|NEWELL, MARK - Iowa State University|
|ASORO, FRANCO - Iowa State University|
|WHITE, PAMELA - Iowa State University|
|BEAVIS, WILLIAM - Iowa State University|
Submitted to: Theoretical and Applied Genetics
Publication Type: Peer Reviewed Journal
Publication Acceptance Date: 7/15/2012
Publication Date: 8/7/2012
Citation: Newell, M., Franco, A., Scott, M.P., White, P., Beavis, W., Jannink, J. 2012. Genome-wide association study for oat (Avena sativa L.) beta-glucan concentration using germplasm of worldwide origin. Theoretical and Applied Genetics. 125:1687-1696.
Interpretive Summary: Beta glucans have been shown to promote cardio vascular health when eaten in sufficient quantity. One of the best sources of beta glucans is oats. It would be desirable to increase the level of beta glucans in oats and other foods. In order to do this, it is important to understand what genes are responsible for deposition of beta glucans. We therefore set out to identify genes that control beta glucan content in oat using a method called GWAS. Traditional methods of gene identification are difficult to apply in oats, but GWAS proved to be well-suited to this species. We identified three genes that control beta-glucan levels in oat. These genes can be used by breeders to increase the level of beta glucans in oats and other species, resulting in food products that support cardio vascular health.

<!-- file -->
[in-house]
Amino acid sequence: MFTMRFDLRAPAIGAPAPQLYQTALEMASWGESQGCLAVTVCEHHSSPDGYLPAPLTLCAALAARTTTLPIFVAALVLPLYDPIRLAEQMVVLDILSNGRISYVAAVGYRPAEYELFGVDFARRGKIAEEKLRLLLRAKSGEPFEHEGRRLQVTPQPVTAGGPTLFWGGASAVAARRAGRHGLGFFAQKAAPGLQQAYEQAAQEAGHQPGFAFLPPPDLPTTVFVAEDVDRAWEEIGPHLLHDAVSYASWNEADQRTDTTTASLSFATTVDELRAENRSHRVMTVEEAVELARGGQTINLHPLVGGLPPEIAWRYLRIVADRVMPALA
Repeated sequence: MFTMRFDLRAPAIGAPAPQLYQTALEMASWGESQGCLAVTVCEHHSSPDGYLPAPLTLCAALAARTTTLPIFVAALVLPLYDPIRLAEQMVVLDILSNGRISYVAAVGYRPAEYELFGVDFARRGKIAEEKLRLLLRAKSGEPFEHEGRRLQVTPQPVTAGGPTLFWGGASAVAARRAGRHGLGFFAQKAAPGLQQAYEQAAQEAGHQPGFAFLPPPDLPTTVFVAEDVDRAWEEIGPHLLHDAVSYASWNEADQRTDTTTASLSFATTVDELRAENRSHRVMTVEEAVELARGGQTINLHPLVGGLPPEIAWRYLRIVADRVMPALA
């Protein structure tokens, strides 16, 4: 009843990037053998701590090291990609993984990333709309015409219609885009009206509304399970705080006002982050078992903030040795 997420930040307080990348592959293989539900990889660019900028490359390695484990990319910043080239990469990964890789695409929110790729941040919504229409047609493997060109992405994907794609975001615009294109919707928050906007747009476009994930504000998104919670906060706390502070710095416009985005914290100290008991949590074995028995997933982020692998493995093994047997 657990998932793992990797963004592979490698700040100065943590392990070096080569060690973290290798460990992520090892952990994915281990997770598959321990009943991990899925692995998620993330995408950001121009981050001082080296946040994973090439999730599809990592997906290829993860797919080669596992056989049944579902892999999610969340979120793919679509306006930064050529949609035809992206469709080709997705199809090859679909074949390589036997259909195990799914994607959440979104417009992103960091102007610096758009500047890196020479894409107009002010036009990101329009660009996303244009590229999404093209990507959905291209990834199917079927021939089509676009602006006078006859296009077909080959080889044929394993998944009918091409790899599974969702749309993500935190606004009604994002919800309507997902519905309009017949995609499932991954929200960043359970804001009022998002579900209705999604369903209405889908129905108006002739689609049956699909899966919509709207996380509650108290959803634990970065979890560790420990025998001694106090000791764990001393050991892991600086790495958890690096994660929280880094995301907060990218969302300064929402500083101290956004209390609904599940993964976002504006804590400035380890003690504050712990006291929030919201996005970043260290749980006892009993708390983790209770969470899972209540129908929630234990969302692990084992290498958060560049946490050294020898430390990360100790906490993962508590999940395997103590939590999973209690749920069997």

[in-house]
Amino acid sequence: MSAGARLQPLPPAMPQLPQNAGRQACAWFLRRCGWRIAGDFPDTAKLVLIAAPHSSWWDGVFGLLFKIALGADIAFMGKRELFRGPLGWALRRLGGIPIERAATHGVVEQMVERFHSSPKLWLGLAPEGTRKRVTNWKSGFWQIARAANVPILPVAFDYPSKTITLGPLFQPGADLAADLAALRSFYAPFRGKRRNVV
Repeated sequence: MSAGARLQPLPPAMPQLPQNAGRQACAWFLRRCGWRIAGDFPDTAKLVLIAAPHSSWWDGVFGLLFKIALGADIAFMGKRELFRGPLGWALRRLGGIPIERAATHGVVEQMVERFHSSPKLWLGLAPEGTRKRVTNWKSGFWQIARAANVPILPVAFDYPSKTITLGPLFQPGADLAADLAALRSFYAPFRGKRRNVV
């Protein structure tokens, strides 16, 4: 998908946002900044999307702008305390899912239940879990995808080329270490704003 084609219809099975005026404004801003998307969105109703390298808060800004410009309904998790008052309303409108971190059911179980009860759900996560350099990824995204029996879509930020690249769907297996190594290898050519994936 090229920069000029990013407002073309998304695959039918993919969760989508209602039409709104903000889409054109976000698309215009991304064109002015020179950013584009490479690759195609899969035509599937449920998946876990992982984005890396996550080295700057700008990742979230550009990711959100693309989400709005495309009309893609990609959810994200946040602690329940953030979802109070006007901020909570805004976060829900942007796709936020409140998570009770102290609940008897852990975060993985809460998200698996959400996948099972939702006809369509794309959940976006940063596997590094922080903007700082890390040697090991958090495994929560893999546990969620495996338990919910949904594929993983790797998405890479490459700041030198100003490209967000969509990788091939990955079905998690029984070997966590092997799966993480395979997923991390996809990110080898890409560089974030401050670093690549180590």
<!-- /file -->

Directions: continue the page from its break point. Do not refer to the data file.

Technical Abstract: Detection of quantitative trait loci (QTL) controlling complex traits followed by selection has become a common approach for selection in crop plants. The QTL are most often identified by linkage mapping using experimental F2, backcross, advanced inbred, or doubled haploid families. An alternative approach for QTL detection are genome-wide association studies (GWAS) that use pre-existing lines such as those found in breeding programs. We explored the implementation of GWAS in oat (Avena sativa L.) to identify QTL affecting b-glucan concentration, a soluble dietary fiber with several human health benefits when consumed as a whole grain. A total of 431 lines of worldwide origin were tested over two years and genotyped using Diversity Array Technology (DArT) markers. A mixed model approach was used where both population structure fixed effects and pair-wise kinship random effects were included. Various mixed models that differed with respect to population structure and kinship were tested for their ability to control for false positives. As expected, given the level of population structure previously described in oat, population structure did not play a large role in controlling for false positives. Three independent markers were significantly associated with b-glucan concentration. Significant marker sequences were compared with rice and one of the three showed sequence homology to genes localized on rice chromosome seven adjacent to the CslF gene family, known to have b-glucan synthase function. Results indicate that GWAS in oat can be a successful option for QTL detection, more so with future development of higher-density markers.